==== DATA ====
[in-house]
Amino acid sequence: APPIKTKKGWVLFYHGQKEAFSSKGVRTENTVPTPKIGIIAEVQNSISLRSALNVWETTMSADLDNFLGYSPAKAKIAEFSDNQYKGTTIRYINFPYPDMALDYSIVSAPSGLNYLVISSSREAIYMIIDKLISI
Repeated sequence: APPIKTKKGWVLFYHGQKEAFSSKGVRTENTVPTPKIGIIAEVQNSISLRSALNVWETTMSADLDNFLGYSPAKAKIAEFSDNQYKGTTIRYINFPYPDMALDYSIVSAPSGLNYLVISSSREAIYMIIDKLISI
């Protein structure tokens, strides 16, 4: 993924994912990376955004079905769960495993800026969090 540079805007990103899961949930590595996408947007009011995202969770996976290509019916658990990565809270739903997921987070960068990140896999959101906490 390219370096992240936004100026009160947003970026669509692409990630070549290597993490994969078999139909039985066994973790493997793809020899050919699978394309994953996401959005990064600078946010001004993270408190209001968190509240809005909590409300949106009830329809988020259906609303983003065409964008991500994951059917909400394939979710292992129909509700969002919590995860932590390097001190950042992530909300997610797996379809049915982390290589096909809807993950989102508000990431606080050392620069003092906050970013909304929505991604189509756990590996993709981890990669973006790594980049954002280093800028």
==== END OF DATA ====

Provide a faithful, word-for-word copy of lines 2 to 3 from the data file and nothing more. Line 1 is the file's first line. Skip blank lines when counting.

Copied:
Amino acid sequence: APPIKTKKGWVLFYHGQKEAFSSKGVRTENTVPTPKIGIIAEVQNSISLRSALNVWETTMSADLDNFLGYSPAKAKIAEFSDNQYKGTTIRYINFPYPDMALDYSIVSAPSGLNYLVISSSREAIYMIIDKLISI
Repeated sequence: APPIKTKKGWVLFYHGQKEAFSSKGVRTENTVPTPKIGIIAEVQNSISLRSALNVWETTMSADLDNFLGYSPAKAKIAEFSDNQYKGTTIRYINFPYPDMALDYSIVSAPSGLNYLVISSSREAIYMIIDKLISI